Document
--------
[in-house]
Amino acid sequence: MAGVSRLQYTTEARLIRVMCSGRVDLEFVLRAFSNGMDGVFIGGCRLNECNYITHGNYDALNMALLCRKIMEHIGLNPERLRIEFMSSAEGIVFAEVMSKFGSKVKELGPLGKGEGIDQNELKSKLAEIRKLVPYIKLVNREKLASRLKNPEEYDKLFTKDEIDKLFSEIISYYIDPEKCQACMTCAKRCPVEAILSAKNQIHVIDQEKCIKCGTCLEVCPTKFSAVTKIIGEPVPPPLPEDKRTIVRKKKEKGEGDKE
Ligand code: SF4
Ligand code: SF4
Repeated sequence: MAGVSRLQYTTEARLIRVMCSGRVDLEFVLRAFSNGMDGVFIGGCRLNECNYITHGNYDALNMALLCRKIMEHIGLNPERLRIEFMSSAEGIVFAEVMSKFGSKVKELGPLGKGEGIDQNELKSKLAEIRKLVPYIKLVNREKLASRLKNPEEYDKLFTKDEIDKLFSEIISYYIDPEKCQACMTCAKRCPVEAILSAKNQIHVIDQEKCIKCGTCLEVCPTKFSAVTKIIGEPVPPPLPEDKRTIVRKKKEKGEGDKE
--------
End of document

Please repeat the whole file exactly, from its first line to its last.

[in-house]
Amino acid sequence: MAGVSRLQYTTEARLIRVMCSGRVDLEFVLRAFSNGMDGVFIGGCRLNECNYITHGNYDALNMALLCRKIMEHIGLNPERLRIEFMSSAEGIVFAEVMSKFGSKVKELGPLGKGEGIDQNELKSKLAEIRKLVPYIKLVNREKLASRLKNPEEYDKLFTKDEIDKLFSEIISYYIDPEKCQACMTCAKRCPVEAILSAKNQIHVIDQEKCIKCGTCLEVCPTKFSAVTKIIGEPVPPPLPEDKRTIVRKKKEKGEGDKE
Ligand code: SF4
Ligand code: SF4
Repeated sequence: MAGVSRLQYTTEARLIRVMCSGRVDLEFVLRAFSNGMDGVFIGGCRLNECNYITHGNYDALNMALLCRKIMEHIGLNPERLRIEFMSSAEGIVFAEVMSKFGSKVKELGPLGKGEGIDQNELKSKLAEIRKLVPYIKLVNREKLASRLKNPEEYDKLFTKDEIDKLFSEIISYYIDPEKCQACMTCAKRCPVEAILSAKNQIHVIDQEKCIKCGTCLEVCPTKFSAVTKIIGEPVPPPLPEDKRTIVRKKKEKGEGDKE